I knew its name before I knew what it looked like. It was this mythical road, with its sands and bluffs and palisades. I knew it from The Mamas & the Papas, who played from the TV speakers as I huddled in a woolen sweater atop our hearth, dragged my frozen fingertips across the fireplace screen, a winter’s day. What is California? What is–hummin’ thumbin’ hitchin’ and wishin’? What is the Pacific Coast Highway?
It is, quite possibly, my favorite part of the Golden State.
I like to trace the dawns and dusks of the world while driving along it. The West Coast horizon, brilliantly blue, swallows up the day until I can map out the constellations of the night. The ocean becomes a void, blinking streetlamps and cities on one side and pitch black on the other. Yawning emptiness and yawning driver, sleepy and hypnotized by this world of absence. I would spend ages driving circles on the highway.
And with friends! Is there anything better in the world? We roll the car windows down. The wind scuttles in and tugs at our hair, muffles our karaoke and turns our cheeks so pink we match the blushing skyline, sun-kissed and warm-blooded. I am flushed with joy. Laughter comes easy in this vehicle. We are friends directionless and destinationless. We sing to the sound of neon. This is my perfect Friday night.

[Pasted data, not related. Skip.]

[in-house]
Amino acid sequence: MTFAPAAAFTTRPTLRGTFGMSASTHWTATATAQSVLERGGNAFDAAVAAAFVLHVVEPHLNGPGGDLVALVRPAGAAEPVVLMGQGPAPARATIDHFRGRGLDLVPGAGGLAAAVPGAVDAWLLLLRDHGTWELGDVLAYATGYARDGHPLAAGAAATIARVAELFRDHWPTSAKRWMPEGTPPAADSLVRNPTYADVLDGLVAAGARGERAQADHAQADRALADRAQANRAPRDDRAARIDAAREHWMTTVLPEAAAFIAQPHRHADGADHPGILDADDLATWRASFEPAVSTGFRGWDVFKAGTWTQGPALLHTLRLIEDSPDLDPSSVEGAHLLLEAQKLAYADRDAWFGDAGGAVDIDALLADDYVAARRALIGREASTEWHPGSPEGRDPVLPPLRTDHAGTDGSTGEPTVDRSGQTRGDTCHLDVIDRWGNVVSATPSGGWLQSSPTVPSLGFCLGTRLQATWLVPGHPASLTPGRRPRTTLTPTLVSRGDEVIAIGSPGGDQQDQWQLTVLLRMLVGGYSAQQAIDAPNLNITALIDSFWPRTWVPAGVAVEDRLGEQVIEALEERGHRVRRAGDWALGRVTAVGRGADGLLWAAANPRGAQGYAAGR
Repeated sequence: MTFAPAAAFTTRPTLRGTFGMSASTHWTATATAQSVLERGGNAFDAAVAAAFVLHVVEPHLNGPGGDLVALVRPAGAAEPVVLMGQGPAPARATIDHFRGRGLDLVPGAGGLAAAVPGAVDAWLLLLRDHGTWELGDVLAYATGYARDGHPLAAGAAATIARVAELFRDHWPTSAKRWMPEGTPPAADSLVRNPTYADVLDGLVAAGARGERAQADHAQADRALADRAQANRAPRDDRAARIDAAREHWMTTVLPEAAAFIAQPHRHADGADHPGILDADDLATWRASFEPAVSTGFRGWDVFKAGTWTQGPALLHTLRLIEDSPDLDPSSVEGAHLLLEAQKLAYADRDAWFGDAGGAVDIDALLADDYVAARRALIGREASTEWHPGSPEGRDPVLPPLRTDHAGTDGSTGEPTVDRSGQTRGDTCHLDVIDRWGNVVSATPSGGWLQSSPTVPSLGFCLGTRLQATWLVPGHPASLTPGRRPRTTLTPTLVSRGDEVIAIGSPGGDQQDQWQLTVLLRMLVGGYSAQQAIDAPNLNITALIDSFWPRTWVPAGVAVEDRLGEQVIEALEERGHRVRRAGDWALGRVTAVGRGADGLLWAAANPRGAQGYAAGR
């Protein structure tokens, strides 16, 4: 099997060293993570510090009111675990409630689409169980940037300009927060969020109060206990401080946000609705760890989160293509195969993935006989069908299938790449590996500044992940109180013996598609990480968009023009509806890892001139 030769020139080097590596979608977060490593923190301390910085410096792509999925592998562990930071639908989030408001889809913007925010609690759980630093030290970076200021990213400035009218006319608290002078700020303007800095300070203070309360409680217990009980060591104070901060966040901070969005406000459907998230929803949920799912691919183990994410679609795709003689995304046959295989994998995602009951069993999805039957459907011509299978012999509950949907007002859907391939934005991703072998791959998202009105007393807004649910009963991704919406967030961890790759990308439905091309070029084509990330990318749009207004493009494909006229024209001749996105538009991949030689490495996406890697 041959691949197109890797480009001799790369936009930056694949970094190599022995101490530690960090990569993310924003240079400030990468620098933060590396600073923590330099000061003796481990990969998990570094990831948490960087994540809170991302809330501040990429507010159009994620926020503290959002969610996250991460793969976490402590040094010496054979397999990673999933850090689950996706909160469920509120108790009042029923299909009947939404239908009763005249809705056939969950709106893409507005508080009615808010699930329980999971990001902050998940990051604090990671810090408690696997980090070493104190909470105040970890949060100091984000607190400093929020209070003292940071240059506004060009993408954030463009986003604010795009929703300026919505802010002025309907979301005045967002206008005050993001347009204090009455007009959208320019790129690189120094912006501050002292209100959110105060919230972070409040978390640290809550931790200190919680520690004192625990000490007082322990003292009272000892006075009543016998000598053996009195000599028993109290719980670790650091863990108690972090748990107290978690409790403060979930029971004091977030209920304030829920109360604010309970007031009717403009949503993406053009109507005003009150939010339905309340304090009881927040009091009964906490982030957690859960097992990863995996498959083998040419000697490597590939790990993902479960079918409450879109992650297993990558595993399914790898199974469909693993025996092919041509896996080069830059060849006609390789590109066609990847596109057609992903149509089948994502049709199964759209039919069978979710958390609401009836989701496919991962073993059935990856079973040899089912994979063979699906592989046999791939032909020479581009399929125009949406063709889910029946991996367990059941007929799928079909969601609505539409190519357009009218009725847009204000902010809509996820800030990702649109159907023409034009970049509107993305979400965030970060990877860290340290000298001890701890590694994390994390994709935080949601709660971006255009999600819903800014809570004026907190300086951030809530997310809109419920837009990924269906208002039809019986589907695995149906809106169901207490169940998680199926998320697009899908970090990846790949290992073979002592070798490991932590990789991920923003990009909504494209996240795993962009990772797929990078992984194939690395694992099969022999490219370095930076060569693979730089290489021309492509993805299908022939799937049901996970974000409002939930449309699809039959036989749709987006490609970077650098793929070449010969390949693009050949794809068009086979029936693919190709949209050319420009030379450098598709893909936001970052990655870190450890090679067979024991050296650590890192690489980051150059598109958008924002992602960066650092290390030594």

And time! It passes slowly on the PCH. The highway knows we are not there to stay, knows we would do anything to stay, and strives to keep us. ETAs last longer, lyrics stretch endlessly and sunsets linger in mercury for hours and hours. How can we leave this highway, when the light has not left the day? We must drive onward. We must queue another song. We must let the windows down, invite the briny air in and drive drive drive.
I love the way the flute spills into our laps, where we clutch water bottles and sweatshirts and each other, basking in our gratitude for not needing dreams. We are in California. We are on the Pacific Coast Highway. Safe and warm, where we will stay.
After midterms my roommate asks if I want to rent a Zipcar, to “go wherever.”
“Of course,” I say. “Drive until we end up someplace.”
We end up at a gas station. Then In-N-Out. Then the Pacific Coast Highway.
“Well,” my roommate says, “Where else?”
And I reply, buoyant, “Where else.”